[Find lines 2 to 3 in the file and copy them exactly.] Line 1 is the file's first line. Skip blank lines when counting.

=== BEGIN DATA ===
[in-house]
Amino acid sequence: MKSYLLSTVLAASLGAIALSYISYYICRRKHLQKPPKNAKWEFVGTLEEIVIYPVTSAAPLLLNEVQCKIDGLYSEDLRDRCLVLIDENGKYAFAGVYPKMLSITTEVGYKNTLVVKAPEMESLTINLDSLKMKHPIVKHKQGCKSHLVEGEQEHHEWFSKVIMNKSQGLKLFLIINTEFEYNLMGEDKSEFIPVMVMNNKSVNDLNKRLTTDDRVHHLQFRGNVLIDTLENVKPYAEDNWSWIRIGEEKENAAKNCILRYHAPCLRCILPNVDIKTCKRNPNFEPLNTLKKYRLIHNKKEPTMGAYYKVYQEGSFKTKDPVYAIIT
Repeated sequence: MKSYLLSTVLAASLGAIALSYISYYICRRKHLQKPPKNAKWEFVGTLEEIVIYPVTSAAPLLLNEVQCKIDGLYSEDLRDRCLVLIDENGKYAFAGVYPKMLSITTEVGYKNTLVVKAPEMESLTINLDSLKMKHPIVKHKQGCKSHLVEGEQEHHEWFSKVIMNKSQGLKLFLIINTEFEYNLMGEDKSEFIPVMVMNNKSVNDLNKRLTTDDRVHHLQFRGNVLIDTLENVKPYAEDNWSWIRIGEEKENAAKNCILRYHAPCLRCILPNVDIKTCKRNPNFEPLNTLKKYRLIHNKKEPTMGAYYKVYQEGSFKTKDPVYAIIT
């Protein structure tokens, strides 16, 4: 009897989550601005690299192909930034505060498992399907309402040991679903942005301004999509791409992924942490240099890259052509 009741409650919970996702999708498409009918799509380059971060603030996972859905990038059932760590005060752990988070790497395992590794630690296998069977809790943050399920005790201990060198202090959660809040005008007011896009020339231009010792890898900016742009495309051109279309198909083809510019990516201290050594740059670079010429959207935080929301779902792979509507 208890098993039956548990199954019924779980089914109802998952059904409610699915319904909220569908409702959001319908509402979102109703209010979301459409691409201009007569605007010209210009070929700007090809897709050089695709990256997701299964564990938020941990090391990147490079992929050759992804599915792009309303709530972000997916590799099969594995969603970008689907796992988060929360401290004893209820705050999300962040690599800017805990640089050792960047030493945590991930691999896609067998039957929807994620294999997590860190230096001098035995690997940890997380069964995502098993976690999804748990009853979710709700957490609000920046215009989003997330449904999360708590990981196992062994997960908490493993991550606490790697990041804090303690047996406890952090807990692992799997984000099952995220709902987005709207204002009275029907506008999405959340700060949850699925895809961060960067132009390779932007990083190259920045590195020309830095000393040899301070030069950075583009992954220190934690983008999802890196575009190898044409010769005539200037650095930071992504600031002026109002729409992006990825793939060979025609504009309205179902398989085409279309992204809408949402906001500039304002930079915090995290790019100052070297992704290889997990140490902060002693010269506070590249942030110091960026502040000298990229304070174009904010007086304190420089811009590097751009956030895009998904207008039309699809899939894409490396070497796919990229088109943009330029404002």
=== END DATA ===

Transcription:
Amino acid sequence: MKSYLLSTVLAASLGAIALSYISYYICRRKHLQKPPKNAKWEFVGTLEEIVIYPVTSAAPLLLNEVQCKIDGLYSEDLRDRCLVLIDENGKYAFAGVYPKMLSITTEVGYKNTLVVKAPEMESLTINLDSLKMKHPIVKHKQGCKSHLVEGEQEHHEWFSKVIMNKSQGLKLFLIINTEFEYNLMGEDKSEFIPVMVMNNKSVNDLNKRLTTDDRVHHLQFRGNVLIDTLENVKPYAEDNWSWIRIGEEKENAAKNCILRYHAPCLRCILPNVDIKTCKRNPNFEPLNTLKKYRLIHNKKEPTMGAYYKVYQEGSFKTKDPVYAIIT
Repeated sequence: MKSYLLSTVLAASLGAIALSYISYYICRRKHLQKPPKNAKWEFVGTLEEIVIYPVTSAAPLLLNEVQCKIDGLYSEDLRDRCLVLIDENGKYAFAGVYPKMLSITTEVGYKNTLVVKAPEMESLTINLDSLKMKHPIVKHKQGCKSHLVEGEQEHHEWFSKVIMNKSQGLKLFLIINTEFEYNLMGEDKSEFIPVMVMNNKSVNDLNKRLTTDDRVHHLQFRGNVLIDTLENVKPYAEDNWSWIRIGEEKENAAKNCILRYHAPCLRCILPNVDIKTCKRNPNFEPLNTLKKYRLIHNKKEPTMGAYYKVYQEGSFKTKDPVYAIIT